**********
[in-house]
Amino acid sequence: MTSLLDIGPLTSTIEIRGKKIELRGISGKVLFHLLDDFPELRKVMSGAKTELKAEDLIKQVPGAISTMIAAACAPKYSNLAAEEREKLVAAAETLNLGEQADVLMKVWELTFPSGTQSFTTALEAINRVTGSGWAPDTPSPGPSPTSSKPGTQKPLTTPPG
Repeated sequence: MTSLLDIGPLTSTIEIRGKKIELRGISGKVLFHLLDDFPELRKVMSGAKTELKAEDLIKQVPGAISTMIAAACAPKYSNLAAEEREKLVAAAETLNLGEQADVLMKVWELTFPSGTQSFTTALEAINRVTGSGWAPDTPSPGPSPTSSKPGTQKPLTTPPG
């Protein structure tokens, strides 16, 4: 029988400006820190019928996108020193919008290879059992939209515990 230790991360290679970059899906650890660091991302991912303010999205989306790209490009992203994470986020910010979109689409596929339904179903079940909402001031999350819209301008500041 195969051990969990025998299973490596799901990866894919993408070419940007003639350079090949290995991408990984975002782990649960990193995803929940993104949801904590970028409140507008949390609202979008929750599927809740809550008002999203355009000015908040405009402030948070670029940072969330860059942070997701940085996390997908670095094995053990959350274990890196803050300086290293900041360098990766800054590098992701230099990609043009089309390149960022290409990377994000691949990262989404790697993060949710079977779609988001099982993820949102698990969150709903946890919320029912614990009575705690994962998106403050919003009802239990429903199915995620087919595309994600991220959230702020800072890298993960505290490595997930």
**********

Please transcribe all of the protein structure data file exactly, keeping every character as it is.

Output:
[in-house]
Amino acid sequence: MTSLLDIGPLTSTIEIRGKKIELRGISGKVLFHLLDDFPELRKVMSGAKTELKAEDLIKQVPGAISTMIAAACAPKYSNLAAEEREKLVAAAETLNLGEQADVLMKVWELTFPSGTQSFTTALEAINRVTGSGWAPDTPSPGPSPTSSKPGTQKPLTTPPG
Repeated sequence: MTSLLDIGPLTSTIEIRGKKIELRGISGKVLFHLLDDFPELRKVMSGAKTELKAEDLIKQVPGAISTMIAAACAPKYSNLAAEEREKLVAAAETLNLGEQADVLMKVWELTFPSGTQSFTTALEAINRVTGSGWAPDTPSPGPSPTSSKPGTQKPLTTPPG
């Protein structure tokens, strides 16, 4: 029988400006820190019928996108020193919008290879059992939209515990 230790991360290679970059899906650890660091991302991912303010999205989306790209490009992203994470986020910010979109689409596929339904179903079940909402001031999350819209301008500041 195969051990969990025998299973490596799901990866894919993408070419940007003639350079090949290995991408990984975002782990649960990193995803929940993104949801904590970028409140507008949390609202979008929750599927809740809550008002999203355009000015908040405009402030948070670029940072969330860059942070997701940085996390997908670095094995053990959350274990890196803050300086290293900041360098990766800054590098992701230099990609043009089309390149960022290409990377994000691949990262989404790697993060949710079977779609988001099982993820949102698990969150709903946890919320029912614990009575705690994962998106403050919003009802239990429903199915995620087919595309994600991220959230702020800072890298993960505290490595997930």